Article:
Monday, 11 June 2012

Osborne denies coming to secret deal with Murdochs over BskyB at lunch in Swiss ski chalet

George Osborne today denied attending a private meeting with the Murdochs in a Swiss ski resort months before the 2010 general election amid allegations that a deal had been done over the family's plans to take full control of BSkyB.
The Chancellor told the Leveson Inquiry he had met Rupert and James Murdoch, as well as Rebekah Brooks, in a chalet in Davos at the World Economic Forum but it had been the previous year.
It comes after newspaper reports suggesting a pact was made in January 2010 over News Corporation's plans for BSkyB.

No secret pact: Mr Osborne denied that a meeting with the Murdochs, him and David Cameron to seal election backing never happened  

Asked if he had attended a 'private meeting' at Davos in January 2010, he replied: 'No, it's not true.'
He added that he and David Cameron saw the controversial £8 billion BSkyB takeover bid by the News Corp as a 'political inconvenience' that was always going to cause them trouble

The Chancellor also told the Leveson Inquiry that Gordon Brown was a  'fantasist' if he thought the Tories had bowed to News Corp on the issue.
'That is complete nonsense and the facts simply don’t bear it out,' he said, 'It was going to cause us trouble one way or the other.

Big Day: The Chancellor pictured arriving at the Royal Courts of Justice to appear after former Prime Minister Gordon Brown 
'You have to be a real fantasist to believe that come these events we had knowingly allowed Vince Cable to be secretly recorded, we knowingly told the Telegraph not to publish that information.
'That information then emerges in the middle of the afternoon and we then, all part of this cunning plan, put Mr Hunt in charge.
'It doesn't stack up.'
He continued: 'I regarded the whole thing as a political inconvenience.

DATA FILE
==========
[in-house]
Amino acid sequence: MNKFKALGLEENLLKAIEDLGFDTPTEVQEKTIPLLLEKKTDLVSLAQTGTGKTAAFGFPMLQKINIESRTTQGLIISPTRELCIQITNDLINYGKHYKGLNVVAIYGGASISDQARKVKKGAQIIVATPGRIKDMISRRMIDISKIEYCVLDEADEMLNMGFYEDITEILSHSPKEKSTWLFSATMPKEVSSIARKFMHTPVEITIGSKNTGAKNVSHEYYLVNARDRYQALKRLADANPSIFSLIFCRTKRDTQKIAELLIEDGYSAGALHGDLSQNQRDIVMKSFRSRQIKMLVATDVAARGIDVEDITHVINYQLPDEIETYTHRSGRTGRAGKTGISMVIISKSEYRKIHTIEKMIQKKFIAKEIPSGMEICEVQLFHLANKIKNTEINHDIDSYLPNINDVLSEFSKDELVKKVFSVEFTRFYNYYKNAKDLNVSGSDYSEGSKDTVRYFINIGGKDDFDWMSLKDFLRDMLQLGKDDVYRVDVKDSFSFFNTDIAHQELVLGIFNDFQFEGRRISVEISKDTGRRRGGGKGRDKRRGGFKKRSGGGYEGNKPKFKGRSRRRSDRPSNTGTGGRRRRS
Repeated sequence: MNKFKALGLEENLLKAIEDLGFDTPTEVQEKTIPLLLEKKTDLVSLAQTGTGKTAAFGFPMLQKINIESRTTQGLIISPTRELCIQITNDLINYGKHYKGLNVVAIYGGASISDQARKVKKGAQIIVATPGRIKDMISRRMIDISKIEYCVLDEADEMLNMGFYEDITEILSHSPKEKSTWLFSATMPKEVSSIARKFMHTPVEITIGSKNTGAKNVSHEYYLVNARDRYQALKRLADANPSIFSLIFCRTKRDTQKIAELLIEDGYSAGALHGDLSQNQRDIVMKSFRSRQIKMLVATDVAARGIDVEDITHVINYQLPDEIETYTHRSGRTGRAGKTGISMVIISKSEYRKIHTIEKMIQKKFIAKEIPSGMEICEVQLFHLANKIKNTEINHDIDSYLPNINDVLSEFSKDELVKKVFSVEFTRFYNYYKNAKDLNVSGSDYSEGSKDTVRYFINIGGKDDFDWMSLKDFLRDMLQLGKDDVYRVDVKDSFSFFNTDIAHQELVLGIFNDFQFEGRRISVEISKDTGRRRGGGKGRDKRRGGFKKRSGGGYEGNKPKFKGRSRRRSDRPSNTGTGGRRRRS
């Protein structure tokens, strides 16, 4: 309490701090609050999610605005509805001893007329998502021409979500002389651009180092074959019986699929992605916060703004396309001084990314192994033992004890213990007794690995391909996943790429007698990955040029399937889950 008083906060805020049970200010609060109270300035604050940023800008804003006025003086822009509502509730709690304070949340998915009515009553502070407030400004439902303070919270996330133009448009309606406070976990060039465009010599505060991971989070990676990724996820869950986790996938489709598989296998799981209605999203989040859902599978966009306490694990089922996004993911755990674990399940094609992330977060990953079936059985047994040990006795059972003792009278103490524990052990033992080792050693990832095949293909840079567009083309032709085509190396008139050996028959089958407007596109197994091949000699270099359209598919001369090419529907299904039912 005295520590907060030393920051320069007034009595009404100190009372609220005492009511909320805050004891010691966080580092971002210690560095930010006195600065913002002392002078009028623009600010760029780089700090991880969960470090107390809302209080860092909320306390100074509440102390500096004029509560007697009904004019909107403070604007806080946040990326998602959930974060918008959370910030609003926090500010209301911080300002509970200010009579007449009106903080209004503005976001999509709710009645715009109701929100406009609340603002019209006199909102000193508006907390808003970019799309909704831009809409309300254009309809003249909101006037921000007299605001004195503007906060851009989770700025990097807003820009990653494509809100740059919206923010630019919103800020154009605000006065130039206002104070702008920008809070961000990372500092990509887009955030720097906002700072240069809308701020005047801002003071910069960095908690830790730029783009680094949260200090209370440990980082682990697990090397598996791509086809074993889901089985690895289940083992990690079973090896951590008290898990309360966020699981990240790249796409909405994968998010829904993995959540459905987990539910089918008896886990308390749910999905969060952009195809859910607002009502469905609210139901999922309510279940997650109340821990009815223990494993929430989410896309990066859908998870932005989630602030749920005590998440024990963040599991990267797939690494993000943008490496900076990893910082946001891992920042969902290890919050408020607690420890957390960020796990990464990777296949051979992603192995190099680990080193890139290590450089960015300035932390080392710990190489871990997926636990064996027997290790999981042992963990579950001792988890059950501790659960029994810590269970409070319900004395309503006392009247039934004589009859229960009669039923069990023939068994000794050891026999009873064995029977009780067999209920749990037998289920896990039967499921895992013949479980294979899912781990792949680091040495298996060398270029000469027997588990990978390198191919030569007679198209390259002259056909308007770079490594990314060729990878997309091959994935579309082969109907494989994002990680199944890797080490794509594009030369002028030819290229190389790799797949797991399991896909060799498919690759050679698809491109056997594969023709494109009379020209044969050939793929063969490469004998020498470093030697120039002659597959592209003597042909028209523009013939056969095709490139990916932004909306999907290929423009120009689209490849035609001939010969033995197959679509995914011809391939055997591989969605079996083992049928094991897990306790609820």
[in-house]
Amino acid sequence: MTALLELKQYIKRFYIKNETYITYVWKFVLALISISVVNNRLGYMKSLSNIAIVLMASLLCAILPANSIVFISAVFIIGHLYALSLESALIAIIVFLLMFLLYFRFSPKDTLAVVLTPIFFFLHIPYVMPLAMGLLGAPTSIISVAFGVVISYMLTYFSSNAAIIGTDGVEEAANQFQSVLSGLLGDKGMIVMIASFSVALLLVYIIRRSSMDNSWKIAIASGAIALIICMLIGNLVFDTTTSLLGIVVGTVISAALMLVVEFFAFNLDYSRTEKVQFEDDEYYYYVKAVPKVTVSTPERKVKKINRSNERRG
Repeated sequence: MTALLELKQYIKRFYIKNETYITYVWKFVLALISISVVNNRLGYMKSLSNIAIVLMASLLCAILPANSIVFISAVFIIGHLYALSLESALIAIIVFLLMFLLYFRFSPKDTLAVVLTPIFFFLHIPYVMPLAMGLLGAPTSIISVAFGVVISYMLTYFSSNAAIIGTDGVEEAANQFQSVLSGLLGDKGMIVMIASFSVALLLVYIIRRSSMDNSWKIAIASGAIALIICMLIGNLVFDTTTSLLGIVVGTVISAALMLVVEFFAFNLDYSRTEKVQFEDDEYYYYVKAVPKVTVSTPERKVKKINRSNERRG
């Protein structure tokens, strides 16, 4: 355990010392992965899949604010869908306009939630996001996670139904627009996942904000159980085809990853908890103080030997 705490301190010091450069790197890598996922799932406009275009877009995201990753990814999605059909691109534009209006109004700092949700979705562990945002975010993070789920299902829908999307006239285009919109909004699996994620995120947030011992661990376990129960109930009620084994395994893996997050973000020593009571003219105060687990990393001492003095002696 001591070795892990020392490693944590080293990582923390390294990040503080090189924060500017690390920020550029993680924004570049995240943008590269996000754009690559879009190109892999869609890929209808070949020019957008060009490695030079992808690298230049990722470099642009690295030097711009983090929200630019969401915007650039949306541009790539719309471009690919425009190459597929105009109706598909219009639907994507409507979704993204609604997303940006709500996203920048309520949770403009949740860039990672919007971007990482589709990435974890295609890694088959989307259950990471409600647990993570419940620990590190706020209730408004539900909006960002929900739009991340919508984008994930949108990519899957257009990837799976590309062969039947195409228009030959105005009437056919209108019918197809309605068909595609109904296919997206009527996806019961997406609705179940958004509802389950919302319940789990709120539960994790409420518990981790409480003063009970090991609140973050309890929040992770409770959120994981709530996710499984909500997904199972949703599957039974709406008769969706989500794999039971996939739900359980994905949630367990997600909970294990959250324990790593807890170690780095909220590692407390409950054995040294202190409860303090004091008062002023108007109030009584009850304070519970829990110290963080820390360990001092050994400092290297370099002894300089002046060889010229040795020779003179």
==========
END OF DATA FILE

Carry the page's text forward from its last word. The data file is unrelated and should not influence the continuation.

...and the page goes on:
'I didn’t have a strong view about its merits because as far as I could see it was just going to cause us trouble one way or the other. It was either going to offend if it was rejected it was going to offend another group of people we didn’t want to have bad relations with. I regarded it all as a political inconvenience.'
Mr Osborne said he and David Cameron spent the 2009 Davos meeting 'gently' trying to turn the conversation to domestic politics and the looming general election but Rupert Murdoch was more interested in international economics.
He said: 'There was a meeting in 2009 in a chalet with Rupert Murdoch, James Murdoch and Rebekah Brooks.
'As part of the Davos conference people rent hotels and chalets. It was not particularly unusual it was in a chalet.'
The lunch focused on the global financial crisis, he added.
'I remember David Cameron and I seeking to try to bring the conversation gently to domestic politics and what the Conservative Party was doing to put itself in a position to win a general election.

Claims: Former Prime Minister Gordon Brown, leaving the Leveson Inquiry and his wife Sarah today said the Tories had done a deal with News Corp, which Mr Osborne said was nonsense

'But Rupert Murdoch was more keen to talk about the international economic situation.
'I don't think this was a crucial encounter.'
Mr Osborne told the Inquiry one of James Murdoch's 'bugbears' was the BBC and he raised it repeatedly.
'There was an issue that he was concerned about, that was the BBC and the licence fee,' he said.

Controversy: Leveson heard that Mr Osborne had fought to save Vince Cable's job despite his going to war with Murdoch comments 

'It was more of a complaint that we had in this country a taxpayer-funded state broadcaster.
'I made it clear to him then that we were not going to change that.'
He added: 'He raised that on a number of occasions.
'That was a bugbear of his.'
George Osborne had been ordered to face questions at the Leveson Inquiry today over his role in the Government’s handling of the Murdoch empire’s attempted BSkyB takeover.
The Chancellor had been expected to give only a written statement, but the inquiry into Press ethics has asked to cross-examine him.
Speaking about taking Vince Cable off the BSkyB decision and handing it to Culture Secretary Jeremy Hunt he said it was for the good of the Coalition, which he said at a meeting with the Prime Minister on the day it happened.
'The principle concern of the meeting was this was not something that should lead to the resignation of Dr Cable. I didn’t think it merited his resignation and frankly I also had concerns about the impact of his resignation on the Coalition,' he said.
'I was looking for a solution that did not lead to a wider Cabinet reshuffle, which is not something we felt just before Christmas something we wanted to see. And also we thought Dr Cable was doing a good job as Business Secretary.'
On the same day he texted Jeremy Hunt who was worried the Government were going to mess up the bid, saying 'I hope you like the solution.'
Asked about the ‘solution’ element, Mr Osborne said: ‘First of all, I thought he would like the fact he was taking on additional ministerial responsibilities. The solution refers to the problem we had with Dr Cable’s remarks and that had obviously caused a political storm that day.'

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